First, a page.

Tierney v. Hawaii

Filing 5

ORDER DENYING MOTION FOR RELEASE AND DISMISSING ACTION re: 1 . ~ "Tierney's Complaint and action are DISMISSED without prejudice so that he may assert his request for release pending certiorari to the United States Supreme Co urt. Any pending motions are terminated. The Clerk of Court shall close the case." ~ Signed by JUDGE LESLIE E. KOBAYASHI on 3/21/2013. [Motion terminated: 2 Motion to Appoint Counsel] (afc) CERTIFICATE OF SERVICEParticipants registered to receive electronic notifications received this document electronically at the e-mail address listed on the Notice of Electronic Filing (NEF). Participants not registered to receive electronic notifications were served by first class mail on the date of this docket entry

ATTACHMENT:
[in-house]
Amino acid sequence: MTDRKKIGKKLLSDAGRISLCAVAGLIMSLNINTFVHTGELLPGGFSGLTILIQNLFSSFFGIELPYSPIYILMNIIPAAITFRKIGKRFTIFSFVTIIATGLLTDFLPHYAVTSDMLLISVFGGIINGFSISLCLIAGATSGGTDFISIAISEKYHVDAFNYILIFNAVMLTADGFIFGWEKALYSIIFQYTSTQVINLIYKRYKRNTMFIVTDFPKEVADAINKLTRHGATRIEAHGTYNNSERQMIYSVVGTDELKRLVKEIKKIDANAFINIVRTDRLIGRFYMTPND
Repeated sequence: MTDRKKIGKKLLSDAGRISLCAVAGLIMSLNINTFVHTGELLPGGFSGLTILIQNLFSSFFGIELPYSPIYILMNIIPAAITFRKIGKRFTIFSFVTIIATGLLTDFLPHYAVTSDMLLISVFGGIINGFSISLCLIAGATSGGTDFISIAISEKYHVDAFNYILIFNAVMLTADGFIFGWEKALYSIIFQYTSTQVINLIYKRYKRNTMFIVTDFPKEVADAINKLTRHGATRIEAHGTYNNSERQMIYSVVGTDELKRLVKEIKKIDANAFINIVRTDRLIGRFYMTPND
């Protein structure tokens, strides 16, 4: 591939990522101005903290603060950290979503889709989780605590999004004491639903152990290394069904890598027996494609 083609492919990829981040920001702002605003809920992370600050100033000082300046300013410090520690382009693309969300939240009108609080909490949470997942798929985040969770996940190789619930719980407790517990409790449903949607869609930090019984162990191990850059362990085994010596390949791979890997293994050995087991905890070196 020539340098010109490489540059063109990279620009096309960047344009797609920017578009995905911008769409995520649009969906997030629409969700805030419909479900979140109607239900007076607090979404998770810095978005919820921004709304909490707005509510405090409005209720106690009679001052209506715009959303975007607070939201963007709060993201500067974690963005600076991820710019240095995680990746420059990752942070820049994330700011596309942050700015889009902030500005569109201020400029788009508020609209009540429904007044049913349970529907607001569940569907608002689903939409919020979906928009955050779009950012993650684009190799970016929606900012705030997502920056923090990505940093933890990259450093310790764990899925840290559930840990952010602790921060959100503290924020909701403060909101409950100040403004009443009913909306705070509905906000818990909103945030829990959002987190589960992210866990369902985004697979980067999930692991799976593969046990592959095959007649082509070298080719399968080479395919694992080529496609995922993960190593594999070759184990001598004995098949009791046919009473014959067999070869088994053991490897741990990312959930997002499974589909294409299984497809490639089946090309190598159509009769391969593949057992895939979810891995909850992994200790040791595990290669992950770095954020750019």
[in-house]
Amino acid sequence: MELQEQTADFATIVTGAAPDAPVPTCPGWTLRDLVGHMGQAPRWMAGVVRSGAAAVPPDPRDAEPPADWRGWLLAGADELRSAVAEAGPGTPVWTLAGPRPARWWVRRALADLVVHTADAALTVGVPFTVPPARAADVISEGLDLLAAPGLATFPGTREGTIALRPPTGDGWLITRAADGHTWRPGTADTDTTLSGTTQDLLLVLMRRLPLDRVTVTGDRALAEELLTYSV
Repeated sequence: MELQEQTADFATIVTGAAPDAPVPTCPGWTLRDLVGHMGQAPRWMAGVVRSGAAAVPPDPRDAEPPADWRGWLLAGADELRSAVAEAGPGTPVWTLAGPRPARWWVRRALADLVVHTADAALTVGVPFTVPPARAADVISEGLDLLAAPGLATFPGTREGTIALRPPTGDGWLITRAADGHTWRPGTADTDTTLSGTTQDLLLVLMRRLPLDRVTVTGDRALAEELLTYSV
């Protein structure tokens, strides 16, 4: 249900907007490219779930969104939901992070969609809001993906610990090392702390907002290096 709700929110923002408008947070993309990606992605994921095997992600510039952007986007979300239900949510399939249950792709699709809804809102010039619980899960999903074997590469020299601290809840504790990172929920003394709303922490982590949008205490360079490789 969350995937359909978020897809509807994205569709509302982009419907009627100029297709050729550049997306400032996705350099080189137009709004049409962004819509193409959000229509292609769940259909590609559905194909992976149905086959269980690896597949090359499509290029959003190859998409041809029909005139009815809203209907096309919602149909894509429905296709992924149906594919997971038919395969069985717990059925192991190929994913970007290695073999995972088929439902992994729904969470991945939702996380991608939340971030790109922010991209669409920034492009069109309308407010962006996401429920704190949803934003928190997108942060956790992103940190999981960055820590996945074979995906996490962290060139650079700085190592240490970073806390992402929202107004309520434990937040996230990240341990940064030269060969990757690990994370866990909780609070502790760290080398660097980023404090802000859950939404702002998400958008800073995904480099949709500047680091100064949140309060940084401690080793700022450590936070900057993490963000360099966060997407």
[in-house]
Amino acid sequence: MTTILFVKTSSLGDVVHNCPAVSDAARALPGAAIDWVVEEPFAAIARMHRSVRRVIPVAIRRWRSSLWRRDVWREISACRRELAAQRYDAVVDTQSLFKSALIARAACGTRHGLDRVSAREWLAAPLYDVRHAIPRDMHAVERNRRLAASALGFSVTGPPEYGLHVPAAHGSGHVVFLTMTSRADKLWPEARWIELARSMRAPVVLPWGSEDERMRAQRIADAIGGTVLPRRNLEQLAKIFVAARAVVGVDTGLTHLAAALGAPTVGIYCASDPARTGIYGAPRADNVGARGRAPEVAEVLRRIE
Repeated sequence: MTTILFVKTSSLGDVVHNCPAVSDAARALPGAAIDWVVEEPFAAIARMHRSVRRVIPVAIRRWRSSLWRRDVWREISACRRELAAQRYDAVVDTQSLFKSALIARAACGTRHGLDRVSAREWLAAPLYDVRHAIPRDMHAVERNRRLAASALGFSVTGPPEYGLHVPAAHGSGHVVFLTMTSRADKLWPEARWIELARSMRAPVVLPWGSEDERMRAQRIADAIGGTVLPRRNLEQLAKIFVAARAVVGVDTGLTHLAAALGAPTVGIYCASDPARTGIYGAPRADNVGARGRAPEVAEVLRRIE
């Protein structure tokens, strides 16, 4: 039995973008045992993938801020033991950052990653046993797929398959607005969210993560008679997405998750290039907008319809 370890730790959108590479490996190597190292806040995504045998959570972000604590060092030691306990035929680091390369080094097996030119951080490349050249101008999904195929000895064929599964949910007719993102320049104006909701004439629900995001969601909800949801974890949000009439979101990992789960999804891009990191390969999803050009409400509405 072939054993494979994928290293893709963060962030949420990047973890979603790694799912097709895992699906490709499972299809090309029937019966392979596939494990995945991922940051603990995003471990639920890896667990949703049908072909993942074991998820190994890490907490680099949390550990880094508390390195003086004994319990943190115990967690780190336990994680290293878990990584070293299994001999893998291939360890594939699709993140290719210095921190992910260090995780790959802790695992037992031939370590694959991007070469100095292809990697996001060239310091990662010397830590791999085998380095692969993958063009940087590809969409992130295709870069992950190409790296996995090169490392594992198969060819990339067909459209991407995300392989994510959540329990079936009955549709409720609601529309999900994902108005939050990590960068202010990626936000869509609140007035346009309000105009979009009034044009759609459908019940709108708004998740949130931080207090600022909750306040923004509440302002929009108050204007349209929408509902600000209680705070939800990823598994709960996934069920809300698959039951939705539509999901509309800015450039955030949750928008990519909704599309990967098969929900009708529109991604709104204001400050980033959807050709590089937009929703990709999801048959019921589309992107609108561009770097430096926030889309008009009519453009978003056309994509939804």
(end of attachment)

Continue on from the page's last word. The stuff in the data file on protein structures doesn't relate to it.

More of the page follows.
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IN THE UNITED STATES DISTRICT COURT FOR THE DISTRICT OF HAWAII MICHAEL C. TIERNEY, Plaintiff, vs. HAWAII, Defendant. ____________________________ ) ) ) ) ) ) ) ) ) ) NO. 1:13-cv-00132 LEK/KSC ORDER DENYING MOTION FOR RELEASE AND DISMISSING ACTION ORDER DENYING MOTION FOR RELEASE AND DISMISSING ACTION Before the court is pro se Plaintiff Michael C. Tierney’s civil action. It is unclear whether Tierney intends this action as a prisoner civil rights complaint, is seeking some form of habeas relief, or a writ of mandamus. Tierney is incarcerated at the Halawa Correctional Facility (“HCF”). He complains that Defendant State of Hawaii is violating the Eighth and Fourteenth Amendments by refusing to release him on bail pending disposition of his petition for writ of certiorari to the United States Supreme Court. and unusual punishment. Tierney asserts that this is cruel Apparently, Tierney’s motions for post- conviction relief seeking release in the state court have been denied and Tierney is seeking review by the United States Supreme Court.1 Tierney has not submitted payment or an in forma pauperis application to commence this action. Tierney’s motion for release on bail is DENIED and this action is DISMISSED pursuant to 28 U.S.C. § 1915(e) and (g). I. 28 U.S.C. § 1915(g) To the extent Tierney intends this action as brought pursuant to 42 U.S.C. § 1983, it is DISMISSED. A prisoner may not bring a civil action or appeal a civil judgment in forma pauperis if: the prisoner has, on 3 or more prior occasions, while incarcerated or detained in any facility, brought an action or appeal in a court of the United States that was dismissed on the grounds that it is frivolous, malicious, or fails to state a claim upon which relief may be granted, unless the prisoner is under imminent danger of serious physical injury. 28 U.S.C. § 1915(g). “[Section] 1915(g) should be used to deny a prisoner’s IFP status only when, after careful evaluation of the order dismissing an action, and other relevant information, the district court determines that the action was dismissed because it was frivolous, malicious or failed to state a claim.” v. King, 398 F.3d 1113, 1121 (9th Cir. 2005). Andrews “In some instances, the district court docket records may be sufficient to 1 Tierney notified the court in another action that he was granted parole on February 6, 2013. See Tierney v. Torikawa, 1:12-cv-00056 LEK, ECF No. 74 PageID #329 (“[A]so on February 6, 2013, plaintiff was granted parole, but as of 2/9/13 he is still in prions at HCF.”). 2 show that a prior dismissal satisfies at least one of the criteria under § 1915(g) and therefore counts as a strike.” Id. at 1120. At least three of Tierney’s prior cases qualify as “strikes” under § 1915(g): (1) Tierney v. Kupers, 128 F.3d 1310, 1311 (9th Cir. 1997) (finding that Tierney had three strikes under 28 U.S.C. § 1915(g)); (2) Tierney v. Clinton, 1996 WL 310171 (D.C. Cir. May 28, 1996), aff’g Tierney v. Clinton, Civ. No. 1:95-01268 UNA (dismissing action as frivolous); and (3) Tierney v. United States, Civ. No. 11-00082 HG (D. Haw. Feb. 7, 2011) (dismissing as frivolous and finding Plaintiff had accrued three strikes).2 See PACER Case Locator http://pacer.psc.uscourts.gov (last visited March 20, 2013). Tierney may not bring a civil rights action without prepayment of the $350.00 filing fee unless he is in imminent danger of serious physical injury. 28 U.S.C. § 1915(g). A. No Imminent Danger “[T]he availability of the [imminent danger] exception turns on the conditions a prisoner faced at the time the complaint was filed, not some earlier or later time.” Cervantes, 493 F.3d 1047, 1053 (9th Cir. 2007). 2 Andrews v. “[T]he exception The Ninth Circuit Court of Appeals and this court have notified Tierney regarding his strikes numerous times. See, e.g., Kupers, 128 F.3d at 1311; Tierney v. United States, Civ. No. 10-00675-HG (D. Haw. Dec. 1, 2010) (dismissing as frivolous and finding Tierney had accrued three strikes). 3 applies if the complaint makes a plausible allegation that the prisoner faced ‘imminent danger of serious physical injury’ at the time of filing.” Id. at 1055. Claims concerning “imminent danger of serious physical injury” cannot be triggered solely by complaints of past abuse. See Ashley v. Dilworth, 147 F.3d 715, 717 (8th Cir. 1998); Luedtke v. Bertrand, 32 F. Supp. 2d 1074, 1077 (E.D. Wis. 1999). Nothing within the Tierney’s documents suggests that he in imminent danger of serious physical injury due to the State of Hawaii’s refusal to release him pending his petition for certiorari to the United States Supreme Court. Tierney may not proceed without prepayment of the civil filing fee. II. MOTION FOR RELEASE ON BAIL To the extent Tierney intended his document as a petition for mandamus, or as some other form of relief, his request is also denied and this action dismissed for failure to state a claim. Tierney seeks release pursuant to the Bail Reform Act, 18 U.S.C. § 3143(b)(1)(B), pending the Supreme Court’s disposition of his petition for certiorari.3 See Compl., ECF No. 1 PageID #1. 3 To clarify, Tierney does not seek release pending resolution of any federal habeas petition. This court denied Tierney’s federal habeas petition in 2012, and the Ninth Circuit affirmed that decision, denied a certificate of appealability, and denied his request to file a second or successive petition raising these issues. See Tierney v. Abercrombie, 1:11-cv-00246 LEK, ECF Nos. 99, 100, 144-146. Tierney has not petitioned for certiorari of these decision. 4 Tierney is not a federal prisoner and the Bail Reform Act’s provisions do not apply to him or to challenges to his state sentence. “The release on bail of state prisoners seeking [release] in federal court is . . . governed by Fed. R. App. P. 23, and not by the provisions of the Bail Reform Act, 18 U.S.C. § 3142[.]” Marino v. Vasquez, 812 F.2d 499, 507 (9th Cir. 1987) (citing cases from the First, Second, Third and Fifth circuits holding the same). “The federal court’s authority to release a state prisoner on recognizance or surety in the course of a habeas corpus proceeding derives from the power to issue the writ itself.” Id. at 508. As this court has denied Tierney habeas relief, and this decision has been upheld by the federal appellate court, this court lacks jurisdiction to grant his request for release under the federal habeas statutes. This court also lacks jurisdiction to grant his request as it relates to his state proceedings that are now on review with the Supreme Court. Rule 23(b) states: (b) Detention or Release Pending Review of Decision Not to Release. While a decision not to release a prisoner is under review, the court or judge rendering the decision, or the court of appeals, or the Supreme Court, or a judge or justice of either court, may order that the prisoner be: (1) detained in the custody from which release is sought; (2) detained in other appropriate custody; or (3) released on personal recognizance, with or without surety. 5 Fed. R. App. P. 23(b) (emphasis added).4 Tierney’s request for review of the state court’s decision denying him release is pending before the United States Supreme Court. The language of Rule 23(b) clearly states that only the United States Supreme Court or the Hawaii supreme court have jurisdiction to consider Tierney’s request for release on bail. Rule 23(d) also supports deferral of this request to the United States Supreme Court. It states: An initial order governing the prisoner's custody or release, including any recognizance or surety, continues in effect pending review unless for special reasons shown to the court of appeals or the Supreme Court, or to a judge or justice of either court, the order is modified or an independent order regarding custody, release, or surety is issued. Fed. R. App. P. 23(d) (emphasis added). That is, any initial order from the Hawaii state courts denying Tierney release continues in effect, unless Tierney can show the Supreme Court “special reasons” supporting modification of such order. According to the plain language of Rule 23(d), only the Supreme Court has the authority to rule upon Tierney’s request. Tierney’s request for relief from this court fails to state a cognizable claim. III. CONCLUSION Tierney’s Complaint and action are DISMISSED without prejudice so that he may assert his request for release pending 4 The Supreme Court counterpart to this rule is Sup. Ct. Rule 36(3)(a) and 36(4). 6 certiorari to the United States Supreme Court. motions are terminated. Any pending The Clerk of Court shall close the case. IT IS SO ORDERED. DATED: Honolulu, Hawaii, March 21, 2013. /S/ Leslie E. Kobayashi Leslie E. Kobayashi United States District Judge Tierney v. Abercrombie, et al., 1:11-cv-00246 LEK/RLP; Order Denying Motion for Release and Dismissing Action; G:\docs\prose attys\3 Strikes Ords & OSCs\DMP\2013\Tierney 13-132 lek (demanding release).wpd 7